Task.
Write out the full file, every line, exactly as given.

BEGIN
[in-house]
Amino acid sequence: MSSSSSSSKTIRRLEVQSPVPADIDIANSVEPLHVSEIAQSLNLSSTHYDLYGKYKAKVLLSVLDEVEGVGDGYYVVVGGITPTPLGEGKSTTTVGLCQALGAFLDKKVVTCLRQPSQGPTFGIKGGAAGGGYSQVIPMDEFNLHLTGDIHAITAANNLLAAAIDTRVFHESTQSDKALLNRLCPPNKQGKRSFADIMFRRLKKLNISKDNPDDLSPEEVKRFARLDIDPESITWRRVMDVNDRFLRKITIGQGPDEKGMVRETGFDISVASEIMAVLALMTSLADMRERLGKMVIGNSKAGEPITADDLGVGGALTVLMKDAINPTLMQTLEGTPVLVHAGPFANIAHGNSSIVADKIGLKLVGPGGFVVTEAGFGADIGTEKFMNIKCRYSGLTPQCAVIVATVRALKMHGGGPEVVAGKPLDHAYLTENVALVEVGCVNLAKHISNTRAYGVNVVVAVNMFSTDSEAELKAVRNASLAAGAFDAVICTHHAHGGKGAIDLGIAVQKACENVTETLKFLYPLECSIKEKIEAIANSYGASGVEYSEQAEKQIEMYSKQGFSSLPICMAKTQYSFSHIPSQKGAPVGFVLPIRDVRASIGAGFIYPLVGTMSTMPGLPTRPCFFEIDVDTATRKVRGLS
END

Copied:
[in-house]
Amino acid sequence: MSSSSSSSKTIRRLEVQSPVPADIDIANSVEPLHVSEIAQSLNLSSTHYDLYGKYKAKVLLSVLDEVEGVGDGYYVVVGGITPTPLGEGKSTTTVGLCQALGAFLDKKVVTCLRQPSQGPTFGIKGGAAGGGYSQVIPMDEFNLHLTGDIHAITAANNLLAAAIDTRVFHESTQSDKALLNRLCPPNKQGKRSFADIMFRRLKKLNISKDNPDDLSPEEVKRFARLDIDPESITWRRVMDVNDRFLRKITIGQGPDEKGMVRETGFDISVASEIMAVLALMTSLADMRERLGKMVIGNSKAGEPITADDLGVGGALTVLMKDAINPTLMQTLEGTPVLVHAGPFANIAHGNSSIVADKIGLKLVGPGGFVVTEAGFGADIGTEKFMNIKCRYSGLTPQCAVIVATVRALKMHGGGPEVVAGKPLDHAYLTENVALVEVGCVNLAKHISNTRAYGVNVVVAVNMFSTDSEAELKAVRNASLAAGAFDAVICTHHAHGGKGAIDLGIAVQKACENVTETLKFLYPLECSIKEKIEAIANSYGASGVEYSEQAEKQIEMYSKQGFSSLPICMAKTQYSFSHIPSQKGAPVGFVLPIRDVRASIGAGFIYPLVGTMSTMPGLPTRPCFFEIDVDTATRKVRGLS